Be nice to Atlanta’s employees, they are in demand - North Atlanta Business Post
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Updated Nov 14 @ 1:05PM

Be nice to Atlanta’s employees, they are in demand


If you’ve read my columns over the last couple of years, you know that one of the reasons our homebuilders can’t build houses fast enough for the demand is because of a shortage of skilled workers. Well, as this last month’s employment numbers show, Atlanta’s housing industry could be a microcosm of the greater U.S. economy.

The first Friday of each month, the U.S. Bureau of Labor Statistics releases its Employment Situation Report. This is a summation of a survey of U.S. companies about their hiring for the previous month. It gets a lot of attention because it is one of the most respected gauges on the health of our economy.

The two most watched numbers in this report are the unemployment rate and the number of new hires. In May, the unemployment rate fell to the lowest level in 16 years. That rate sits at 4.3 percent.

Most economists believe that there is a ‘natural’ unemployment rate, which serves as kind of a target rate believed to be low enough where jobs are available to those seeking them, and high enough so that U.S. economic growth is not stalled by companies’ inability to find skilled workers. If the unemployment rate is too high and there are too many unemployed Americans, then U.S. businesses will have to charge less for goods and services, but they also have the luxury of paying their employees less.

Conversely, if the rate is too low, companies will have to pay higher wages to compete for the fewer available skilled workers, and will thus have to charge more for goods and services. So inflation is typically too low when the unemployment rate is too high, and too high when the rate is too low.

Right now, the unemployment rate appears to be below the natural rate. Conventional thinking is that you want to be at 0 percent unemployment, because then everyone has a job. But the problem is that if you are a company that wants to grow, and there are no unemployed workers, there are three things you can do: 1) steal employees from other companies; 2) automate your work so machines can do it; or 3) move your company to a place with more skilled workers.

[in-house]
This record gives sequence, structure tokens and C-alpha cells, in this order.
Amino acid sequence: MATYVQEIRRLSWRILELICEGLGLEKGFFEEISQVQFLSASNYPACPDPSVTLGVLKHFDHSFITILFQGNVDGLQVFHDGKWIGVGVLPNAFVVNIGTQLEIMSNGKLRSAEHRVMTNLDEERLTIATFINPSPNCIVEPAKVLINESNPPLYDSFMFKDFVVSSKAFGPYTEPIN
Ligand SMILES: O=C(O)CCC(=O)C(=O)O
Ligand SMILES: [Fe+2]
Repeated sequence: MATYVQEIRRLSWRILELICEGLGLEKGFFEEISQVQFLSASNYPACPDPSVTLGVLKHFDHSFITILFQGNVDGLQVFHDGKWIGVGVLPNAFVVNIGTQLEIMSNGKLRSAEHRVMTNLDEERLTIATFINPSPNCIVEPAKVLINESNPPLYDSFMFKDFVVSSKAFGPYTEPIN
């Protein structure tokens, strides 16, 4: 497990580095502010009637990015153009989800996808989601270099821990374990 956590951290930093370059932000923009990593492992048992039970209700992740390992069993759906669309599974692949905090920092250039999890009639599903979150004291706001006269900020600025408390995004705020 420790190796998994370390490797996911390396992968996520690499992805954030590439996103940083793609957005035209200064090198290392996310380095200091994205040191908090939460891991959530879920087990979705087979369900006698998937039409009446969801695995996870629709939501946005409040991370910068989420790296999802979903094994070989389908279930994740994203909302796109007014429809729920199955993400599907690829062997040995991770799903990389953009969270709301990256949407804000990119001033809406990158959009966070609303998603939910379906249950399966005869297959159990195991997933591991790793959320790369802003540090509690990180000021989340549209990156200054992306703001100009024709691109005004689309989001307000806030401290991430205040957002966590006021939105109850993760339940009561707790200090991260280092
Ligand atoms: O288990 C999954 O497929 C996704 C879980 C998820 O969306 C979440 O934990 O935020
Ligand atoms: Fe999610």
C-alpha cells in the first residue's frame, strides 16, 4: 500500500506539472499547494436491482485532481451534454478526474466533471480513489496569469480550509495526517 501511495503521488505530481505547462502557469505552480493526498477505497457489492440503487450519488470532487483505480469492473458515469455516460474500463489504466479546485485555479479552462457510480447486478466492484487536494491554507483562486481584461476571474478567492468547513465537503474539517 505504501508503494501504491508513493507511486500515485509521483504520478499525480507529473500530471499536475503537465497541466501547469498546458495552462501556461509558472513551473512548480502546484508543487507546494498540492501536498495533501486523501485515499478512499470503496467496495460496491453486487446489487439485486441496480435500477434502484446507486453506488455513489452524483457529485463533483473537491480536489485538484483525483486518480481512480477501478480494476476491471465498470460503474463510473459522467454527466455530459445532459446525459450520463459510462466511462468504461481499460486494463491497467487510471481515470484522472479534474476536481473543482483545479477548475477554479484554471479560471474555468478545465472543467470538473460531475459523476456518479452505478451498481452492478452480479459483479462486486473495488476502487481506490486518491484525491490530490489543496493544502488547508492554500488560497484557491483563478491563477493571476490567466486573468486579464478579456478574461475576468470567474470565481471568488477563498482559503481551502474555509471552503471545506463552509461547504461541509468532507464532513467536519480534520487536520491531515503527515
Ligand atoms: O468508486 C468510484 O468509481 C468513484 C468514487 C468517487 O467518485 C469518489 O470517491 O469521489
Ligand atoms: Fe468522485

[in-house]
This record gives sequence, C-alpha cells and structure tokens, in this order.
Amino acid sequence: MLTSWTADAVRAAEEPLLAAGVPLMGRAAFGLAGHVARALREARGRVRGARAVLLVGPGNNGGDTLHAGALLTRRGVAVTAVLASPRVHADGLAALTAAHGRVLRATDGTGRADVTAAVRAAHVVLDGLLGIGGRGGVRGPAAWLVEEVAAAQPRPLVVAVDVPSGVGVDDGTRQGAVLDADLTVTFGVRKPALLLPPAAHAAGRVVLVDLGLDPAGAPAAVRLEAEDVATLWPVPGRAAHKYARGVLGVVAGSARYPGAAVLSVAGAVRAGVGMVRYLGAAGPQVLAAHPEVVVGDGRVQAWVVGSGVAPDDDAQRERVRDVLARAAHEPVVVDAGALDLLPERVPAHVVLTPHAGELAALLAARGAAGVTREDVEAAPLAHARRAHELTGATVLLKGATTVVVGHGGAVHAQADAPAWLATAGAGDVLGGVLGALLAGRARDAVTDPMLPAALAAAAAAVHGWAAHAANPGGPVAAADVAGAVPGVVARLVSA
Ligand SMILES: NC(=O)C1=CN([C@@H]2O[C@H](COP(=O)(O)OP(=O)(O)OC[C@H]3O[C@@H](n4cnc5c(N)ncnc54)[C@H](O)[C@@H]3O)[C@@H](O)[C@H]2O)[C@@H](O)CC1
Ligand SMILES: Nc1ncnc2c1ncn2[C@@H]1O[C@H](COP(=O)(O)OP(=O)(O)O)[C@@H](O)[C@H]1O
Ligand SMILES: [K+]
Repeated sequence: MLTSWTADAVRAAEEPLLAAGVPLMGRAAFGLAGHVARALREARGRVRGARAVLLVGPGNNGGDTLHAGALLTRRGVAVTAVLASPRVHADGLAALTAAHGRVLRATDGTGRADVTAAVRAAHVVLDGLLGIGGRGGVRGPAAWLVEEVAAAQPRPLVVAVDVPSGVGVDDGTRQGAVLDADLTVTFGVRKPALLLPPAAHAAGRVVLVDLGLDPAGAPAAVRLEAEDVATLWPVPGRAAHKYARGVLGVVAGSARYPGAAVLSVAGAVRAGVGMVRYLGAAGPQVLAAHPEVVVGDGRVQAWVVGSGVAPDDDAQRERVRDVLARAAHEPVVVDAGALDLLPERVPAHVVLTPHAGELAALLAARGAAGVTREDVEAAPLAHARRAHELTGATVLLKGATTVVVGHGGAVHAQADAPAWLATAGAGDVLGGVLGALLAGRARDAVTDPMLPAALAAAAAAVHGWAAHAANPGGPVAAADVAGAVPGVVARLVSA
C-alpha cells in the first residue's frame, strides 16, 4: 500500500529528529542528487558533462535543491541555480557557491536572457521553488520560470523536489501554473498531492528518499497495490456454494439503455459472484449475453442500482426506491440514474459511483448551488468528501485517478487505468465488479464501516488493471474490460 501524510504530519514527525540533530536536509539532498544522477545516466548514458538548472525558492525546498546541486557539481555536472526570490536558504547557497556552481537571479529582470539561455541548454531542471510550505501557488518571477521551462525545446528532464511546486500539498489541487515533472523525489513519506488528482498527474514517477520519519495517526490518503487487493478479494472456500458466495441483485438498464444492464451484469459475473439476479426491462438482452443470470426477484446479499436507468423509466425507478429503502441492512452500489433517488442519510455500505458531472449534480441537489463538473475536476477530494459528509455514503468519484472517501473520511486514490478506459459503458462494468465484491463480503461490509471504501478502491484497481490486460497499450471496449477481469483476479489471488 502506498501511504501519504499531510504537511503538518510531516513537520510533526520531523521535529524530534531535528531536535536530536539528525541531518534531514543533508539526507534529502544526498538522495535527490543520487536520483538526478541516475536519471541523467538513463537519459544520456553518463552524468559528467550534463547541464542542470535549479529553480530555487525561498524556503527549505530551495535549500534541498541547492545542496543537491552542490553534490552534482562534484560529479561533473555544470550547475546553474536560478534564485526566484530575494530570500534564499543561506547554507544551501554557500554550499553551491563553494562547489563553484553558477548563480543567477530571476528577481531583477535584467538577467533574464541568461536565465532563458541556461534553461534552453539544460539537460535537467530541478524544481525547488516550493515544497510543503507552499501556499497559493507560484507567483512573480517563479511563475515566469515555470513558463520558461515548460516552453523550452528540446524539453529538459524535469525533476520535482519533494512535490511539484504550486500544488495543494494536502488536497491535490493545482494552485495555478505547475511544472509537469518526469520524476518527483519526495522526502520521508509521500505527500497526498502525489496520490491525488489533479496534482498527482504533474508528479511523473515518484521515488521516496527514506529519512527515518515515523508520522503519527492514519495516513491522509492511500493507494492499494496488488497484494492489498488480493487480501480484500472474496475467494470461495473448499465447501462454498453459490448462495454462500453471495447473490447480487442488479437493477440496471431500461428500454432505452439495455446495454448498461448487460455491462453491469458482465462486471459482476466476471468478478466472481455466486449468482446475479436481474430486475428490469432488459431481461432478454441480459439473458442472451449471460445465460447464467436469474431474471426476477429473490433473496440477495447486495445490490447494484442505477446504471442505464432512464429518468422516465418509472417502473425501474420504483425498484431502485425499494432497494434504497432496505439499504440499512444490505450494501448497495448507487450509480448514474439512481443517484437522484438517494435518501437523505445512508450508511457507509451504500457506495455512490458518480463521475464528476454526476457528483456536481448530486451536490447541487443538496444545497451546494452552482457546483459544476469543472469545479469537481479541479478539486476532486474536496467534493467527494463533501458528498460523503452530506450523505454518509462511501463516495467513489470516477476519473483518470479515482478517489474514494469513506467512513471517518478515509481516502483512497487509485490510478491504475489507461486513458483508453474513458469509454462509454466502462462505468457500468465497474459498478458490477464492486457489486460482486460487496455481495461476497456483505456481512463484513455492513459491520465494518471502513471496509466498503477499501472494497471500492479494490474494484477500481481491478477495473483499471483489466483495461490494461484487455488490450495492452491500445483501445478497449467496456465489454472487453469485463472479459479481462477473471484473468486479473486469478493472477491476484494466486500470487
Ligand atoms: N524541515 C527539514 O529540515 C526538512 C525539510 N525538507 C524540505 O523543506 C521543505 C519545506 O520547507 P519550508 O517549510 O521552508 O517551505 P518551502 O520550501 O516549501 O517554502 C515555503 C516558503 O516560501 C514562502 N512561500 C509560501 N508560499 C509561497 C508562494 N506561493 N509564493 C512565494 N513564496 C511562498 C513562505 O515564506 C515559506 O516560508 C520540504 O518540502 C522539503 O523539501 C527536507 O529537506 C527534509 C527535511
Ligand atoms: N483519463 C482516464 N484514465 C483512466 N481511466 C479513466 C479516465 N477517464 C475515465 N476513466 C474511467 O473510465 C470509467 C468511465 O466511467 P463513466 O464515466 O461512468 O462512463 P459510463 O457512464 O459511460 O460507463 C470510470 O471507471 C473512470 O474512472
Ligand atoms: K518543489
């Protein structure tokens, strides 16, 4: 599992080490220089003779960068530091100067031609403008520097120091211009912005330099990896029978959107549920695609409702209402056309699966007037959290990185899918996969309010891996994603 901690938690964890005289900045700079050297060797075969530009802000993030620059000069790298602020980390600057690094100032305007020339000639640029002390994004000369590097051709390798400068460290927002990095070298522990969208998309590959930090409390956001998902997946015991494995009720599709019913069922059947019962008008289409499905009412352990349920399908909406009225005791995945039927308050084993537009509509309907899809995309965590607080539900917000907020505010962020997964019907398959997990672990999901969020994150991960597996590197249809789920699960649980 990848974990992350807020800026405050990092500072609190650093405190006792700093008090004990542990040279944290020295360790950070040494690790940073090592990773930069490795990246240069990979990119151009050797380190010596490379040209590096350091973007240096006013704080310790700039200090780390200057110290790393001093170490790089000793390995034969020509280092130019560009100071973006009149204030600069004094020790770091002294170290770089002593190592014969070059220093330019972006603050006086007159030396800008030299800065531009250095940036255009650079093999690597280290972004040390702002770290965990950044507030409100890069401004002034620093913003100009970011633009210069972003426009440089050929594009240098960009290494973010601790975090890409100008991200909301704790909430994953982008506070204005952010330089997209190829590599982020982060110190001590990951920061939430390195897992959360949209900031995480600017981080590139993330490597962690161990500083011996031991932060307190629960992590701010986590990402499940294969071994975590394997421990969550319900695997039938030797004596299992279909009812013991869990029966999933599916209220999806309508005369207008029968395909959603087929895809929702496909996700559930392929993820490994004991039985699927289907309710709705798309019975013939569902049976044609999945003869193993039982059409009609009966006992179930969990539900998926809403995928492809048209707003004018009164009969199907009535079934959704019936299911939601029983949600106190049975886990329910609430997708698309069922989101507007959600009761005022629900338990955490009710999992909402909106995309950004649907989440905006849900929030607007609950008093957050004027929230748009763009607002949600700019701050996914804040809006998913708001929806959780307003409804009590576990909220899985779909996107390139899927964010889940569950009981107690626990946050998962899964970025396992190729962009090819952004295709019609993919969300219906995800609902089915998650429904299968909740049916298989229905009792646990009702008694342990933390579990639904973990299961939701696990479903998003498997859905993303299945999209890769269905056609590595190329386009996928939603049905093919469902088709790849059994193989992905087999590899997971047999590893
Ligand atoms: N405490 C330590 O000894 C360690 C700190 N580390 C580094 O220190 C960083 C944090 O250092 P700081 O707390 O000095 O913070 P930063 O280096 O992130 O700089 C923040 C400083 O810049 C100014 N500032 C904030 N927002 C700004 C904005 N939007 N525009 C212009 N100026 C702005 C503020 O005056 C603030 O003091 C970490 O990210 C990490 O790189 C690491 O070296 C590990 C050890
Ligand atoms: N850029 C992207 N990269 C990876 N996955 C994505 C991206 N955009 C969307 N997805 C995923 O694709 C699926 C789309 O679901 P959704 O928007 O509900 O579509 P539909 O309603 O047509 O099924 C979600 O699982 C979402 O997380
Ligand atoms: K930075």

With that in mind, it’s easy to see how competitive the environment is right now between metro areas in our country. If we can’t provide enough skilled workers here in Atlanta, then new companies won’t move here, and existing companies will move somewhere else.

I sit on the Greater North Fulton Chamber of Commerce’s steering committee on workforce development called the Talent Coalition. It’s headed by Gary Campbell, director of Community Affairs for Hire Dynamics, and Bethany Usry, vice president of Economic and Talent Development at the chamber.

This group represents the chamber’s effort to ensure that North Fulton is providing its businesses with the skilled labor force that they need. They learn from the North Fulton businesses and then work with the technical colleges and K-12 schools to make sure that students are graduating with skills they can use day one in their new jobs. They have made a lot of progress in this regard and are always on the lookout to learn more from the North Fulton businesses.

This is a major piece in a much larger puzzle. We can provide the skills, but we also have to make sure the employees with those skills want to stay here. We have to make sure our communities are places those employees want to live in. That’s why there is such a large effort to have live-work-play communities and mass transit because that is what today and tomorrow’s employees seem to want.

And with the unemployment rate so low, metro areas around the country are going to have to get more and more competitive to draw in the shrinking labor pool. So if you like it here, be nice to your fellow employees – they are in demand.

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